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Researchers from Ben-Gurion University of the Negev in Israel have figured out a way to steal information from an isolated computer not connected to the internet (air-gapped computer). This could be a threat to high-value targets, such as supply chains, critical infrastructures, etc. By taking advantage of small changes in color and brightness on LCD monitors, bad actors could use cameras to “see-through” the ordinary screen’s content, revealing vulnerable data.
In recent years, several cybersecurity researchers demonstrated innovative ways to covertly exfiltrate data from a physically isolated air-gapped computer that can’t connect wirelessly or physically with other computers or network devices. The technologies exploited little-noticed emissions of a computer’s components, such as light, sound, heat, radio frequencies, or ultrasonic waves, and even using the current fluctuations in the power lines. However, the potential attackers could not always count on an insider to unknowingly carry a USB with the data back out of a targeted facility.
Research by a team led by Mordechai Guri, head of the cybersecurity research center at Ben Gurion University, devised a new covert optical channel using which attackers can steal data from air-gapped computers without requiring network connectivity or physically contacting the devices.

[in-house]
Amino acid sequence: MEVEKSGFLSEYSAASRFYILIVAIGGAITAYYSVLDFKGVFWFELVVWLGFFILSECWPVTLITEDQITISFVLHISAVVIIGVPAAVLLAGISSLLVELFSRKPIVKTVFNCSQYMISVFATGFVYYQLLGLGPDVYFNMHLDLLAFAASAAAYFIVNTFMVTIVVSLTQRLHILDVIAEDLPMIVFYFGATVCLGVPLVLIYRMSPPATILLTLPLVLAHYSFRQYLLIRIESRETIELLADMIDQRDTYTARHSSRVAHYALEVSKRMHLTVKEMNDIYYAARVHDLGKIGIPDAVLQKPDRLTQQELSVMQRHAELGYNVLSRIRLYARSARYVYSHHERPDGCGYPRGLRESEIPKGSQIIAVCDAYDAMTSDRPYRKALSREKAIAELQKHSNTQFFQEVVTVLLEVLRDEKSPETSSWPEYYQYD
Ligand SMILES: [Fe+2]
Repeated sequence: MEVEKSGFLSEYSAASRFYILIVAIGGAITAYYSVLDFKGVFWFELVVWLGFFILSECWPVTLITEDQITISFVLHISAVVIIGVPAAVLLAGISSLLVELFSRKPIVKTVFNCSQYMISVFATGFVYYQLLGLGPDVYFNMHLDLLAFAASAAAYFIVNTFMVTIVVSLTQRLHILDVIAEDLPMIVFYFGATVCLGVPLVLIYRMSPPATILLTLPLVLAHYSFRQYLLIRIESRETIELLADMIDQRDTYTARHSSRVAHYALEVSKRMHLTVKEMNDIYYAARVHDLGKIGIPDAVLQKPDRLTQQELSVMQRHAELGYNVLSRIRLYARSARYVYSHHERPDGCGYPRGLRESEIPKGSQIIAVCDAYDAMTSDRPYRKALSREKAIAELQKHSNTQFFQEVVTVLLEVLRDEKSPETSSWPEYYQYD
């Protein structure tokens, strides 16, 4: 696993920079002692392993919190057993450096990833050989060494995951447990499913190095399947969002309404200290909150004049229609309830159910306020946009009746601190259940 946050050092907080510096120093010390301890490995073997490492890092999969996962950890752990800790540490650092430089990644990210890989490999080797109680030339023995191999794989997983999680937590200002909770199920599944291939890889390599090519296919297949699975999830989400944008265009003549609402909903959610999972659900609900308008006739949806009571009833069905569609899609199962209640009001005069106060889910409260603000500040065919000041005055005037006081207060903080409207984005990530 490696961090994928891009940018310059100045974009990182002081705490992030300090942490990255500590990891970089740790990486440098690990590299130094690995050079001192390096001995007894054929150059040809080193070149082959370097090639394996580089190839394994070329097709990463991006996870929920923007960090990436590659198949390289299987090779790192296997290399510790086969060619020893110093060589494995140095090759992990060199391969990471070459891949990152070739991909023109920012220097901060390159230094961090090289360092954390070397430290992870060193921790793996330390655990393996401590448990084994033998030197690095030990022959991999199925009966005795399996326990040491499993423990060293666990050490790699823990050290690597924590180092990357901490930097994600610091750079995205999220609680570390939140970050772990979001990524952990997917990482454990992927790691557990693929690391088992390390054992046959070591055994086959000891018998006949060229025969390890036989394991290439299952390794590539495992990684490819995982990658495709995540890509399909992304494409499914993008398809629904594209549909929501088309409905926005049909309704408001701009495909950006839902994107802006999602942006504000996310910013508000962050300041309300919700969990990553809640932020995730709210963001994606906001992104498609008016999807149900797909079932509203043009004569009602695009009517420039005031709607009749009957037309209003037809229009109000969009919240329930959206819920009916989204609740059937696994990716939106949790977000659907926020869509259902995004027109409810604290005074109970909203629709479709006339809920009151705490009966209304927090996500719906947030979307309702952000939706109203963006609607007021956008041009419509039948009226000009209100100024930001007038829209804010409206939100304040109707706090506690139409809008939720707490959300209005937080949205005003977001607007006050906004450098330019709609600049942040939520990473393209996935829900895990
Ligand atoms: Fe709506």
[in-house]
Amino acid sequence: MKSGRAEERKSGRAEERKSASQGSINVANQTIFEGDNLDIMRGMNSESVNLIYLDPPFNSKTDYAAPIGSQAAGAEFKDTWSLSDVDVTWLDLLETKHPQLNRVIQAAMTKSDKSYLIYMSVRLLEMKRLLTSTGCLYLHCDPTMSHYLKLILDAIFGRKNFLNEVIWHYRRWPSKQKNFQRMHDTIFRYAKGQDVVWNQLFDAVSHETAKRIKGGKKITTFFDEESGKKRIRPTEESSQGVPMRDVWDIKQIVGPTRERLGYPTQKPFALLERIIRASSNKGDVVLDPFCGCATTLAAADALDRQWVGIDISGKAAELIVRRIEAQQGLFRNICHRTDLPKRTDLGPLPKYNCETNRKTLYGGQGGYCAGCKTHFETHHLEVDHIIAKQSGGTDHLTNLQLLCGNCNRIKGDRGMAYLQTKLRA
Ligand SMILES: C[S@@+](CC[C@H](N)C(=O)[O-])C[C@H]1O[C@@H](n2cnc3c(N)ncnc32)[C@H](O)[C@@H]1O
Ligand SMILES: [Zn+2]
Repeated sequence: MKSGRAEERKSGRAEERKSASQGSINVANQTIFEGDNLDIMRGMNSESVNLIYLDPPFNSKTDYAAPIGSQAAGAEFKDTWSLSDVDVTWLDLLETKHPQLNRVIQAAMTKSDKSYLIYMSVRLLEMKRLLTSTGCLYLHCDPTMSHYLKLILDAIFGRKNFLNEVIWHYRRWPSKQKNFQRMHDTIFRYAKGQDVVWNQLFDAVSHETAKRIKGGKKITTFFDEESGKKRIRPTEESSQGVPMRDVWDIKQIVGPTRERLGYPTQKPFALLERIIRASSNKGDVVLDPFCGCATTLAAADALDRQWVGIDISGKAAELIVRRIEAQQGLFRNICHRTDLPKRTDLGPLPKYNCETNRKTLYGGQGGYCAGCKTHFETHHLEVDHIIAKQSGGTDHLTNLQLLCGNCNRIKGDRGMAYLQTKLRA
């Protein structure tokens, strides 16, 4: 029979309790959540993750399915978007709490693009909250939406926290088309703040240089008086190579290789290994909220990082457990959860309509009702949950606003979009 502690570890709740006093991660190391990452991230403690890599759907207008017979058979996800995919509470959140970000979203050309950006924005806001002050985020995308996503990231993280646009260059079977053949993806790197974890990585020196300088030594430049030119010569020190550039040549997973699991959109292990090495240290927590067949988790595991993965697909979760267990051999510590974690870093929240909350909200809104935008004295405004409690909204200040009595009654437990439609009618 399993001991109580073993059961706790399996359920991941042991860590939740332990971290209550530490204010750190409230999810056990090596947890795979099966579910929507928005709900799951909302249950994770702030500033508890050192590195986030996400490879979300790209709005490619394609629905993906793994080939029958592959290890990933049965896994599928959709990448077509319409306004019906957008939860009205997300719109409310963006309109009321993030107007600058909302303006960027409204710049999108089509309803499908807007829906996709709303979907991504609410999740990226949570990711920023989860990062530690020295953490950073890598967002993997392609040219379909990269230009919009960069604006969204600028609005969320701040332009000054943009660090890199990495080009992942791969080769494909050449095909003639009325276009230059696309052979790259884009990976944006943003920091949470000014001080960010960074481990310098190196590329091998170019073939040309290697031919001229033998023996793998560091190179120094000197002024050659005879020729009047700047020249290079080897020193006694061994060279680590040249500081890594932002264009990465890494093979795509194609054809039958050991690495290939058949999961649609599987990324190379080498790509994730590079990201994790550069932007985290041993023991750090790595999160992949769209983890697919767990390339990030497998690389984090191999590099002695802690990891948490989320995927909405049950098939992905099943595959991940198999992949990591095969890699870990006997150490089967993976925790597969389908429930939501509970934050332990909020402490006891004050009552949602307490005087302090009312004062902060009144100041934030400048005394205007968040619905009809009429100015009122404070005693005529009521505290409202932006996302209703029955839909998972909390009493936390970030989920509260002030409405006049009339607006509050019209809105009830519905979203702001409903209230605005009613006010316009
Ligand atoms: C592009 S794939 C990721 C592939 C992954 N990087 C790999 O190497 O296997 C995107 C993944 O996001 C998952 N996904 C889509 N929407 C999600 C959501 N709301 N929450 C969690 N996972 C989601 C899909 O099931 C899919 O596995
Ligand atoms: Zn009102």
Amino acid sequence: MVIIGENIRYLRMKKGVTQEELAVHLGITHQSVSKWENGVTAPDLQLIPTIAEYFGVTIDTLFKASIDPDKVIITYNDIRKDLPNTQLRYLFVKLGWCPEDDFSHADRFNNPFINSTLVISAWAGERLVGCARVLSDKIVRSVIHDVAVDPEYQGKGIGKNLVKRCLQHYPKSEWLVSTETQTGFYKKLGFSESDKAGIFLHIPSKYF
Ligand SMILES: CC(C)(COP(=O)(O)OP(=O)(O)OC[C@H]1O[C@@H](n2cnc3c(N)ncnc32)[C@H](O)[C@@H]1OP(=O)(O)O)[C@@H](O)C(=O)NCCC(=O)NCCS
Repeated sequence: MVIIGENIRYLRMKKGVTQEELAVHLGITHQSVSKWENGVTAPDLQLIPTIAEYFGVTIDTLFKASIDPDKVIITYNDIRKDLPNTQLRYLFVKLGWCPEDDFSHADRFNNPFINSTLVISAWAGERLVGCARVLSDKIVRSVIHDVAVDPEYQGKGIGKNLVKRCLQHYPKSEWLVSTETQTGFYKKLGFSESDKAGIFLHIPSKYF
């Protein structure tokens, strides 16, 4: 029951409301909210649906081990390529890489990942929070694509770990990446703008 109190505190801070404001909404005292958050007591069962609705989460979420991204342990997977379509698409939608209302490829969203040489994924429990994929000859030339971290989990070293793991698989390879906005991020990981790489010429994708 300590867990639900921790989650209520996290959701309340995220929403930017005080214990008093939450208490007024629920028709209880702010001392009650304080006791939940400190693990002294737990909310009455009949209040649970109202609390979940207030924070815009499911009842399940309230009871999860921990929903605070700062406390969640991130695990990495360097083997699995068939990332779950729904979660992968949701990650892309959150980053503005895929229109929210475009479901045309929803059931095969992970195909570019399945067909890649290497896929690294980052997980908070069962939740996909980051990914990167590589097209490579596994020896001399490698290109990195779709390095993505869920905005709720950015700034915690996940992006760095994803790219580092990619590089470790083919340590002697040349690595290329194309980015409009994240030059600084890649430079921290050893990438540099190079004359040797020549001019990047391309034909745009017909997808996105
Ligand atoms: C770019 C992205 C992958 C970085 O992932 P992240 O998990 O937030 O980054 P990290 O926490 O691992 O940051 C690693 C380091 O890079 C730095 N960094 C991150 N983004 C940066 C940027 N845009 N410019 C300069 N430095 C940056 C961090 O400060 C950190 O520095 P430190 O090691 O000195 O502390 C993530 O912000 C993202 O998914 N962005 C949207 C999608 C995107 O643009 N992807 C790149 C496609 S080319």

“This covert channel is invisible, and it works even while the user is working on the computer. Malware on a compromised computer can obtain sensitive data (e.g., files, images, encryption keys, and passwords), and modulate it within the screen brightness, invisible to users,” the researchers said.
The fundamental idea behind encoding and decoding of data is similar to the previous cases, i.e., malware encodes the collected information as a stream of bytes and then modulate it as ‘1’ and ‘0’ signal. In this case, the attacker uses small changes in the LCD screen brightness, which remains invisible to the naked eye, to covertly modulate binary information in morse-code like patterns, according to thehackernews.com.
Ben-Gurion researchers have already come up in the past with various covert techniques to target air-gapped computers.
Although this kind of attack would be complicated to pull off, it’s an example of ways that researchers are trying to stay one step ahead of the hackers, according to popularmechanics.com.
Interested in the latest cyber technologies? Attend i-HLS’s InnoTech Expo in Tel Aviv – Israel’s largest innovation, HLS, and cyber technologies expo – on November 18-19, 2020 at Expo Tel Aviv, Pavilion 2.